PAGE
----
WITH THESE EIGHT WORDS
THE WICCAN REDE FULFILL:
"AN IT HARM NONE, DO WHAT YE WILL."
Copyright 08/17/92 by Servants Of The Elder Gods, Rocky Mountain
Coven and James C. Taylor
OVERVIEW. The purpose of this paper is to look at the Wiccan Rede, at
the types of conduct it excludes, and at the type of conduct it
requires. We will begin with a detailed examination of the wording of
the Rede itself, which presents as "pseudo-archaic" but actually makes
excellent use of the specific meanings of several archaic words which
have no real equivalents in contemporary English. We will then take a
look at the two sections of the Rede, and see why they are presented
in their proper order as written. Finally, we will examine various
uses of magick and see how--and if--they adequately measure up to the
standard of the Rede.
THE VOCABULARY OF THE WICCAN REDE. As mentioned above, the Rede
appears to be presented in a pseudo-archaic or "phony ancient" form of
English. Is this simply harmless foolishness, or is there some
excellent reason for the vocabulary selected? Let's take a look at
the Rede, word by word.
AN: This word is commonly mistranslated as "IF", which is a
significant error. The word "AN" is more accurately trans-
lated "JUST SO LONG AS".
IT: This pronoun refers to whatever it is that you are thinking
HARM: This refers to anything which either you or any other person
involved or affected by "it" would regard as loss, damage,
pain, discomfort, injustice, invasiveness, or prevention,
relative to the situation existing before "it" was done.
Anything which goes against another person's free will, even
if it intends them good, would constitute serious harm.
NONE: This ought to be self-explanatory. "None" is an all-ex-
clusive word. If you harm anyone or anything, including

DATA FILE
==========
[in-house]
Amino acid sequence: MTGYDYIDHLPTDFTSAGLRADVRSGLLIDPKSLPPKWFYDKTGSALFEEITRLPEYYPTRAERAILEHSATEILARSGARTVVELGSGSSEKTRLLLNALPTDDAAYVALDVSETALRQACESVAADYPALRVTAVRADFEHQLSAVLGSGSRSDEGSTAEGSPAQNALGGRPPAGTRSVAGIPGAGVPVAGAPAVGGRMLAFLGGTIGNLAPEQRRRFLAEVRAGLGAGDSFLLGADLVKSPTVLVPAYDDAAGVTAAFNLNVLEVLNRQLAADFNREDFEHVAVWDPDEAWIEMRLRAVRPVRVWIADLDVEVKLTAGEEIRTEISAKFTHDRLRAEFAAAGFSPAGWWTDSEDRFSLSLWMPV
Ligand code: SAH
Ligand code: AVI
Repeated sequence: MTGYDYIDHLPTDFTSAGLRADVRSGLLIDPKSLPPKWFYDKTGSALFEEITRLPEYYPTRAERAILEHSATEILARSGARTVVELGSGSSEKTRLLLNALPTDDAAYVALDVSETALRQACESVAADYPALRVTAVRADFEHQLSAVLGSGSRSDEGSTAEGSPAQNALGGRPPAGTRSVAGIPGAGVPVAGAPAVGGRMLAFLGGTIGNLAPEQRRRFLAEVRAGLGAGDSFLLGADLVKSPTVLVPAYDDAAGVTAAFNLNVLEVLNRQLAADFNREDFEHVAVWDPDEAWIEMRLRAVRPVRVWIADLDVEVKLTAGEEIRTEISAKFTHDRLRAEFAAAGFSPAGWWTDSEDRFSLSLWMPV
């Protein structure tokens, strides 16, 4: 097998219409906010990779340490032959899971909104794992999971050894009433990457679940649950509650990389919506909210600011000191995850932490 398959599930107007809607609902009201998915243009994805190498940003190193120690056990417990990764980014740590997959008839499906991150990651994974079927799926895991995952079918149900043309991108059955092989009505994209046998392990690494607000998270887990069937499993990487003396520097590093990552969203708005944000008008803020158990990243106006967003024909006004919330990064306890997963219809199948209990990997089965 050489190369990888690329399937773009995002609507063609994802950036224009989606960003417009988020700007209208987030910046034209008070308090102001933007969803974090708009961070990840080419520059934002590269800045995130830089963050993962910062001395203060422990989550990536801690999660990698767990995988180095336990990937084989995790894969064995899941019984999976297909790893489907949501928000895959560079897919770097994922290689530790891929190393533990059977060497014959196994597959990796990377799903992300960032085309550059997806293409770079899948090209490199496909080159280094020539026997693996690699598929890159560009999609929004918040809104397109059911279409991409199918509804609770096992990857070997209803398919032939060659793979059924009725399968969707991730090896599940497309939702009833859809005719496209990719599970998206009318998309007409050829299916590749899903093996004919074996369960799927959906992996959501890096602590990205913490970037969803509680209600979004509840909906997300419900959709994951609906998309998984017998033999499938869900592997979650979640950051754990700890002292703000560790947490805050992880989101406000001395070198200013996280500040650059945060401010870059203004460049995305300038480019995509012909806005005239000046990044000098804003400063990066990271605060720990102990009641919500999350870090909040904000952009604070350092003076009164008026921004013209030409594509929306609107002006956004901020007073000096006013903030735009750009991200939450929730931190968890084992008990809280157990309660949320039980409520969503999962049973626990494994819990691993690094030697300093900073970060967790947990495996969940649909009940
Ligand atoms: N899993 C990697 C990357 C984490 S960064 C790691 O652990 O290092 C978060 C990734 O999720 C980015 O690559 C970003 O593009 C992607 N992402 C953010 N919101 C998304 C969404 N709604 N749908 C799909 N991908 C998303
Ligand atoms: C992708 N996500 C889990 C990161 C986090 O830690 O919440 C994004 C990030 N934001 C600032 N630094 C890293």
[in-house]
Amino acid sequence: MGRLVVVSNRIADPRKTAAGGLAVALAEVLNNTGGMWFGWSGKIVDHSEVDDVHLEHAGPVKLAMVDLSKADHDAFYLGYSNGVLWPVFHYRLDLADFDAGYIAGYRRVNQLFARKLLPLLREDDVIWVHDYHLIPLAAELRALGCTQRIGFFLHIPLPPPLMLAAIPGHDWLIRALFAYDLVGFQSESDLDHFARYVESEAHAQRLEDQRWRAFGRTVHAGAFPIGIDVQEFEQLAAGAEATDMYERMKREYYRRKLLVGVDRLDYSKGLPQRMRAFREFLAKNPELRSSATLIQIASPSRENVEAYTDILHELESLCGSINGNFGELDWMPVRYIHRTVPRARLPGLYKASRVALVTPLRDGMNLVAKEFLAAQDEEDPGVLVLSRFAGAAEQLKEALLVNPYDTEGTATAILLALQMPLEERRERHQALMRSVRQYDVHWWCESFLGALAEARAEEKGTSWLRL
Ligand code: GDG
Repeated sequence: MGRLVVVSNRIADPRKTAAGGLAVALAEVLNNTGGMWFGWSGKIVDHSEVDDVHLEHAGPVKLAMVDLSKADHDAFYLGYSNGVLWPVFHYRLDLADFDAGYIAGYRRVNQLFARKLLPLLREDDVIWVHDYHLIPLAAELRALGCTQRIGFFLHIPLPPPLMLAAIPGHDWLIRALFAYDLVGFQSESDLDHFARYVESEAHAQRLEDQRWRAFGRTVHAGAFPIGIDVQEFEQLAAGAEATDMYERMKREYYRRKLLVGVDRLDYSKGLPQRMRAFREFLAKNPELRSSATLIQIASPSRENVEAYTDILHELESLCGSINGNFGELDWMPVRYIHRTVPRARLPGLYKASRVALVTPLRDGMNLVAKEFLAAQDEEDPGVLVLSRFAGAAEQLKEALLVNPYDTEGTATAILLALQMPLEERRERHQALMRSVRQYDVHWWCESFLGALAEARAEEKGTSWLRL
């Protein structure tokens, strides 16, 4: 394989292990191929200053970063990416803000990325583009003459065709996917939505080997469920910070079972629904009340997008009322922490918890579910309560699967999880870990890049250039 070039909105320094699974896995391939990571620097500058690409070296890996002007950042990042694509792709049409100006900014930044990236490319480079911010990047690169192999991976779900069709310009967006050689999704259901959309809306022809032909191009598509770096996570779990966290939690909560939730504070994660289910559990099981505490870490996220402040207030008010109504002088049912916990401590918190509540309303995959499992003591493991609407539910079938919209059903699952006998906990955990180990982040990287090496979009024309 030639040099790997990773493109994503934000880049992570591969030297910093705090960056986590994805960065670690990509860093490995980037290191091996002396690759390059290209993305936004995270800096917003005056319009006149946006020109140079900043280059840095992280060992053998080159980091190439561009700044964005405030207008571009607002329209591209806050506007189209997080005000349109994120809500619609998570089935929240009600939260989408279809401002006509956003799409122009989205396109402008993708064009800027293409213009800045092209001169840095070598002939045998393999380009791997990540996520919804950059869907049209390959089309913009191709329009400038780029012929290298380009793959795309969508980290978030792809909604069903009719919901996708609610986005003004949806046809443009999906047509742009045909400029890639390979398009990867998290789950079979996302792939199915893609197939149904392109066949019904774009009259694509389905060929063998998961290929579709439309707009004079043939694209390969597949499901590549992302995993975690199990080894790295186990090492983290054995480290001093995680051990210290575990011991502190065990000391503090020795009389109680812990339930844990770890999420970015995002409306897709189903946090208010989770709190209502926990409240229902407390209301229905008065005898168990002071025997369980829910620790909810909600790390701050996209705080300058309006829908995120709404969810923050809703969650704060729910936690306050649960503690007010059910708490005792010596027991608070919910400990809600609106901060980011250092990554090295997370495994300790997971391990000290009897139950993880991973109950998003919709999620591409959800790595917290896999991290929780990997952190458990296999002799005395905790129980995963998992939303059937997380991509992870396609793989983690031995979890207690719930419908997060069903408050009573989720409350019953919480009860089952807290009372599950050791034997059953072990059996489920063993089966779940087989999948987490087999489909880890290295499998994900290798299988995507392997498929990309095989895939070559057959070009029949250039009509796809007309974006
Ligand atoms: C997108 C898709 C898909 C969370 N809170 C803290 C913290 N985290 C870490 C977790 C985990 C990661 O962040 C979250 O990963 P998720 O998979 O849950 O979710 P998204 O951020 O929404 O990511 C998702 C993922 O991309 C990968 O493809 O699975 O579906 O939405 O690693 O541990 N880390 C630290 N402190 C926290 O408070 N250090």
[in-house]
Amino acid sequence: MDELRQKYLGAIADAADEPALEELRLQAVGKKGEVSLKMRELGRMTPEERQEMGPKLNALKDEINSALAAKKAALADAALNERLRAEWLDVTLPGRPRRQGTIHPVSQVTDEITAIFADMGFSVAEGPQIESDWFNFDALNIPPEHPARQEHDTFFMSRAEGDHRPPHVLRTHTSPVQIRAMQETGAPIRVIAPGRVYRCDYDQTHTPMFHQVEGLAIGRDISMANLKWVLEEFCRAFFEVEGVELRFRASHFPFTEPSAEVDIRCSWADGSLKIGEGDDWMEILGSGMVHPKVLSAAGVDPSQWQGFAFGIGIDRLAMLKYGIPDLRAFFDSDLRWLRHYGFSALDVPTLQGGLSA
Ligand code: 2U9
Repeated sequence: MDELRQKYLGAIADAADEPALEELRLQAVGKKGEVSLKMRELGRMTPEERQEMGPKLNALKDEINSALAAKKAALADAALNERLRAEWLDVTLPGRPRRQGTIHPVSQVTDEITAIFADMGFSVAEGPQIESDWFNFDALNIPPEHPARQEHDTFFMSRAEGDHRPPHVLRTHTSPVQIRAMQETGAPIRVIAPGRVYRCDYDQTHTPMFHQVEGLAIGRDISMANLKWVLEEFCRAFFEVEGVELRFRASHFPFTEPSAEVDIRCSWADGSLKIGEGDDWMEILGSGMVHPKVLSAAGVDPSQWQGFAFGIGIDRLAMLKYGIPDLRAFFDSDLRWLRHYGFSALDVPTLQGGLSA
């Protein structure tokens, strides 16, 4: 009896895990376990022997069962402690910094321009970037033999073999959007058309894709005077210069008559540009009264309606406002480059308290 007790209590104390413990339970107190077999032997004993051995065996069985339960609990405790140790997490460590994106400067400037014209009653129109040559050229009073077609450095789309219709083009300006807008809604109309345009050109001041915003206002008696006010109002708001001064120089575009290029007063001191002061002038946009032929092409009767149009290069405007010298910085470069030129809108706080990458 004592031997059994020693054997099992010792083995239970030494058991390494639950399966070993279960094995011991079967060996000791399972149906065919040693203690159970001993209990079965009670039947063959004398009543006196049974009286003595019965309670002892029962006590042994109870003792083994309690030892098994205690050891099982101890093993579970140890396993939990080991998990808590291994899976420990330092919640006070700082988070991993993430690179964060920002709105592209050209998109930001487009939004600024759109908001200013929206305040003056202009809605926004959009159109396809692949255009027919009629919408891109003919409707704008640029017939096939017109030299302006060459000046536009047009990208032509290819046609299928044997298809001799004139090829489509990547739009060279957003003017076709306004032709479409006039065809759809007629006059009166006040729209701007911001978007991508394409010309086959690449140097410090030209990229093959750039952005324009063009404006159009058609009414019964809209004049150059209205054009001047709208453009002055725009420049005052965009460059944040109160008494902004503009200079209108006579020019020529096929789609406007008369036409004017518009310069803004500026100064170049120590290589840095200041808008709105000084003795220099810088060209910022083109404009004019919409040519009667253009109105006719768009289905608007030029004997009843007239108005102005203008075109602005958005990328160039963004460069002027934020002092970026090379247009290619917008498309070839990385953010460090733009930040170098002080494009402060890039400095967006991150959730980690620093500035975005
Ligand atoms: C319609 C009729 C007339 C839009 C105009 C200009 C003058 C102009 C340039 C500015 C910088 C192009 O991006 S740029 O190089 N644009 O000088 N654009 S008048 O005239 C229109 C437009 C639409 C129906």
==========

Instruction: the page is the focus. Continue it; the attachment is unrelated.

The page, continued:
yourself, including a small rock in Trenton, New Jersey, you
have harmed "some", not "none".
DO: To perform whatever working is contemplated by "IT", above.
WHAT: The meaning here is "Whatever", and refers forward.
YE: The archaic PLURAL form of "you". The current word "you"
denotes both the singular and the plural; the archaic word
"YE" is always plural. We shall see, later on, that this is
WILL: To will something is to exercise your intellectual decision-
making power to determine the course of action which you
feel to be the best. "Will" has little or nothing to do
with "wish" or "want" or "desire". It is not an emotional
inclination or feeling. It is the employment of reason to
make a decision based upon your best judgment.
THE TWO SECTIONS OF THE WICCAN REDE;
A. SECTION ONE: "AN IT HARM NONE".
Why does the Wiccan Rede not say, "Do what ye will, an it harm
none"? There is a reason why the "An it harm none" comes first
in the Rede, and that reason is that "An it harm none" is in-
tended to come first in your own thinking, as a Wiccan initiate
and practitioner. If you or any Wiccan begins with "Do what ye
will", I assure you that you, like the Fundamentalists before
you, will find a way to excuse and even to justify anything you
take it into your head to do! Knowing this about human nature,
the Lady inspired the Rede to be written as it is, with the "An
it harm none" to come first.